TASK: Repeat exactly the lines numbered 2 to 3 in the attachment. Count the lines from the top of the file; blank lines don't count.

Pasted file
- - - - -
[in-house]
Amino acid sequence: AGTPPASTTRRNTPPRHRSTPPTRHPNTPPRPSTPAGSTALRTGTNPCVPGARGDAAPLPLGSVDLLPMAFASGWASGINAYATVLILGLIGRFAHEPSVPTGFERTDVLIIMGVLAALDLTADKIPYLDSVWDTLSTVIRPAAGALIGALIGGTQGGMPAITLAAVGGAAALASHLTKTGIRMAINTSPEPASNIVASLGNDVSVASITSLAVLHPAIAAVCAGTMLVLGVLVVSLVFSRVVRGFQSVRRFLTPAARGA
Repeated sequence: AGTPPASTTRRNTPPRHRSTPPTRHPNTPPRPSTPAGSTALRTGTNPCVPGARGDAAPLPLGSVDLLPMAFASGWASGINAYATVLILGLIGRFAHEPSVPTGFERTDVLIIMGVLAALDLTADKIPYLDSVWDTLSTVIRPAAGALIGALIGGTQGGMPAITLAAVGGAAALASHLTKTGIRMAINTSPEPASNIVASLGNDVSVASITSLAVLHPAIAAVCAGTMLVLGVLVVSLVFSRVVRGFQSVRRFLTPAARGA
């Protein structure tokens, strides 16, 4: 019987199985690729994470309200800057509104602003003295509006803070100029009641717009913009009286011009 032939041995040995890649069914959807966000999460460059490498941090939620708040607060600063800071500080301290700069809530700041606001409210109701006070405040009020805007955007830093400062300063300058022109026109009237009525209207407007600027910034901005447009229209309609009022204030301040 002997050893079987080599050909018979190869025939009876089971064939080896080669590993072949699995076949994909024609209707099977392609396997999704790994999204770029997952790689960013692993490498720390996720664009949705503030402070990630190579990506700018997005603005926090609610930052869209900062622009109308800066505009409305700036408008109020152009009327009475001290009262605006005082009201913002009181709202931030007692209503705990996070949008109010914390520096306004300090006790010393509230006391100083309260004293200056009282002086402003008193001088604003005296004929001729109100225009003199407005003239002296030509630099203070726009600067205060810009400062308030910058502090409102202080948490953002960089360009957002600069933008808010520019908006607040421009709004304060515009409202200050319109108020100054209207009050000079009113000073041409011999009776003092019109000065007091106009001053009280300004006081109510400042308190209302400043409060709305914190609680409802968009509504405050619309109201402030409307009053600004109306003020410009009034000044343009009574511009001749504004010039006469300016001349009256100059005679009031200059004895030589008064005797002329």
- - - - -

Amino acid sequence: AGTPPASTTRRNTPPRHRSTPPTRHPNTPPRPSTPAGSTALRTGTNPCVPGARGDAAPLPLGSVDLLPMAFASGWASGINAYATVLILGLIGRFAHEPSVPTGFERTDVLIIMGVLAALDLTADKIPYLDSVWDTLSTVIRPAAGALIGALIGGTQGGMPAITLAAVGGAAALASHLTKTGIRMAINTSPEPASNIVASLGNDVSVASITSLAVLHPAIAAVCAGTMLVLGVLVVSLVFSRVVRGFQSVRRFLTPAARGA
Repeated sequence: AGTPPASTTRRNTPPRHRSTPPTRHPNTPPRPSTPAGSTALRTGTNPCVPGARGDAAPLPLGSVDLLPMAFASGWASGINAYATVLILGLIGRFAHEPSVPTGFERTDVLIIMGVLAALDLTADKIPYLDSVWDTLSTVIRPAAGALIGALIGGTQGGMPAITLAAVGGAAALASHLTKTGIRMAINTSPEPASNIVASLGNDVSVASITSLAVLHPAIAAVCAGTMLVLGVLVVSLVFSRVVRGFQSVRRFLTPAARGA